What means to what end? What happens after Israel makes Peace?

by Gedalyah Reback

I am not one to think the two-state solution is practical. The reason is simple, but is ignored or belittled by politicians outside Israel: the long-term risk of a Palestinian state is unforeseeable.

But that topic is not the purpose of this note, at least not the main one. Israel’s peace negotiations with the Palestinian Authority and its other neighbors fall under a larger umbrella topic: What Next?

What purpose would peace serve the Israelis? It obviously brings certain benefits, but what kind? Would peace guarantee Israeli security in the region: not just the state’s, but all its citizens’? What are Israel’s long term goals for itself and its citizens in the Middle East?

Right now, Israel is what many analysts call a “fortress state.” It lives surrounded – though not like it was before the peace treaties with Egypt and Jordan. It does face several border enemies – Gazan Hamas, Lebanese Hizbullah and Syria. It is forced to fight proxy armies, directly supported by Iran and Syria or not. Israel does not control the situation beyond its borders aside from the West Bank and arguably Gaza. There is anxious stalemate in these areas, and it takes a tremendously psychological toll on the Israeli population.

Thus, the goal would be to alleviate that situation to the point it is improbable, if not impossible, that militias and armies like the ones mentioned above are unable to apply pressure to Israel, and Israel can control more of its own destiny.

Peace ought to be pursued in a pragmatic way by the Israeli government, for many of the same reasons the left advocates – a loss of definiteness, perpetuating social anxiety, and the breakdown of societal bridges, and security. The right also can add reasons – reducing the amount of war fronts the IDF watches and refocusing on other major fronts like Syria.

But the absolute reason it needs to be pursued is it distracts Israelis from focusing on domestic needs. Those needs are both practical and idealistic, pragmatic and lofty. But the issues might be intertwined. And if the two state solution is impractical, where does that leave regional options?

Firstly, a two state solution would dramatically hinder the security of Israel’s 400,000 citizens in the West Bank and East Jerusalem. Governments have been less and less inclined to force so many settlers out of the West Bank (200,000 if Ehud Barak had had his way in 2000; 80,000 if Ehud Olmert’s plan for the West Bank had become reality; 60,000 if Kadima’s secret deal had been implemented).

But the biggest detriment to a mass eviction has been the reaction to the Gaza pull-out and several smaller evictions Israeli police have conducted in the West Bank. Many Israelis are disgusted by the idea, and opine it would only invite more attrition from groups like Hamas to extort ore evictions out of the Israeli government.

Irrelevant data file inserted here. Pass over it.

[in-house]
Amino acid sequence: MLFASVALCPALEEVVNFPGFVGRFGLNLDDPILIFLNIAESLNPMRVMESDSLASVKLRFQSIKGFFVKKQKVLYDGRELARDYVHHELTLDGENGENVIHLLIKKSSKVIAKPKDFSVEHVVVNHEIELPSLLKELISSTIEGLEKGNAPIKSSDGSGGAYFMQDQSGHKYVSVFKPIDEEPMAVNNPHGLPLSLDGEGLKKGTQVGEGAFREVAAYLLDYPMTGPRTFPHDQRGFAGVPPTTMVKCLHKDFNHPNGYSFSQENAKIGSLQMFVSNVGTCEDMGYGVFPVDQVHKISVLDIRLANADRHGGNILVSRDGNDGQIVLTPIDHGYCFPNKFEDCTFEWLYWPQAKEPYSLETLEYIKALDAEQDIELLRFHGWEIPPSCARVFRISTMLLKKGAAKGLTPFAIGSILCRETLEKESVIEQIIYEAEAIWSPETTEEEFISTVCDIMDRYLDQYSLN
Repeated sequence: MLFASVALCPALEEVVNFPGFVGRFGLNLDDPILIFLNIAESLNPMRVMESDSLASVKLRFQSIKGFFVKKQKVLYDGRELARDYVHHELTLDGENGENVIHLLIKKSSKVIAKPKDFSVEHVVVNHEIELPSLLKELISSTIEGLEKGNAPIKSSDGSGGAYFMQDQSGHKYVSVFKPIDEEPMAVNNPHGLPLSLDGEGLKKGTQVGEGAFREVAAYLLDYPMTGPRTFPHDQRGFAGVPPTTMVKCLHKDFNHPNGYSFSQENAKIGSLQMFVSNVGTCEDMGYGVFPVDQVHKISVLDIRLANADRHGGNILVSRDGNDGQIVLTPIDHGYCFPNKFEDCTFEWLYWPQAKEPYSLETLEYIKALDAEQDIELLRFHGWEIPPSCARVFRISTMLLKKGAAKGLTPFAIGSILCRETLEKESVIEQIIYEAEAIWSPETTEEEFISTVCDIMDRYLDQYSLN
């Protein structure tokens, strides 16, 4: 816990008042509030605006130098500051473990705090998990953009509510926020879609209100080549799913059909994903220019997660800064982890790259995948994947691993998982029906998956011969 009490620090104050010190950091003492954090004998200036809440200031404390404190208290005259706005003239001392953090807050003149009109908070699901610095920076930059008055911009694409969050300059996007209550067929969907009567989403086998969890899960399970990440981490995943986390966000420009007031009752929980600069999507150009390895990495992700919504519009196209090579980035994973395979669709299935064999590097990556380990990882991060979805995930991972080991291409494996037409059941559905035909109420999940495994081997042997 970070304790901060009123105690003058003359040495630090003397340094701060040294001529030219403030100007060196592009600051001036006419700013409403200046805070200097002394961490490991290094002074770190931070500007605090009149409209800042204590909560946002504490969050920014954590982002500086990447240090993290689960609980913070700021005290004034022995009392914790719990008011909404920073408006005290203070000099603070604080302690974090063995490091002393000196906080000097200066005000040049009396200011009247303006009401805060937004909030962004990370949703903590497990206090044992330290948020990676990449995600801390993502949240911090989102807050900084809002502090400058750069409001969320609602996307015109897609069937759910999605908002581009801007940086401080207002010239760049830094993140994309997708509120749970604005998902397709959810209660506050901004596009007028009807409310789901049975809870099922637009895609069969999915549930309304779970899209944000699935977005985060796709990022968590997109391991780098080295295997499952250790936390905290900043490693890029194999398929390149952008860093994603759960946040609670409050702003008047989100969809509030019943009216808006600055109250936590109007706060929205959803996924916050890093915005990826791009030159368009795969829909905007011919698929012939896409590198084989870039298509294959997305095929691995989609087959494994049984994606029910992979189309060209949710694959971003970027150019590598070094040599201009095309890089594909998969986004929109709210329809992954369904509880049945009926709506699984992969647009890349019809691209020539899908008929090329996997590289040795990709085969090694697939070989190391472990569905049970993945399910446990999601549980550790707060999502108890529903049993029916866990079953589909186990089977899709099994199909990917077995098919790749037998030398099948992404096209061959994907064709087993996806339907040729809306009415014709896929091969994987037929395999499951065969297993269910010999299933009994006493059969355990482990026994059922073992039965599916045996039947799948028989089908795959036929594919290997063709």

Basically, it’s not going to happen. Israel might want to consider annexing more than just Jewish settlements in the West Bank. Opposite of what Yisrael Beitenu might advocate, perhaps small Arab villages could be absorbed into Israel as well.

But ultimately, Israel wants to improve its permanence in the Middle East, not just its tolerance. Israel ultimately wants peace on its borders with a position of respect. Israel needs to aim to solve its current conflicts not for the benefit of escaping war, but for going from a state ensnared by conflict to one that acts as a mediator in other wars. Israel should be in a position to help less fortunate countries and offering financial or political support. Essentially, it ought to aim at being a regional leader.

At such a point, Israel will not merely attend peace conferences, but actually arrange them to mediate other global conflicts. It would be a major partner with France in running the French plan for a Mediterranean Economic Union. It would join the movement for economic aid to African, South American and Asian countries. The country would be able to finally sit on bodies like the United Nations Security Council.

With less concern about immediate flare-ups on its borders, Israel could focus on rejuvenating its domestic culture. The country needs to reverse the brain drain emigration has created. Internal poverty, along with majority-minority relations, need to be tackled, considering how intertwined these issues really are. Finally, it needs to accommodate a growing population by developing the Negev, the Galilee, and working on renovating the Israeli environment and major development projects like water desalinization. The education system needs to be enhanced tremendously to halt the trends of socioeconomic stratification of Orthodox Jews and Arabs.

I’d hope that some new government might have these issues on its docket, but it is improbable. It might be advisable to treat the Palestinian Authority live a provincial authority instead of a foreign entity, making it easier to implement wide-ranging economic changes in the West Bank.

These thoughts have been running through my head. What should Israel’s long term goals be? How will Israel go beyond flimsy treaties in guaranteeing its own security in the future, when new reasons develop to go to war besides land and mutual recognition?

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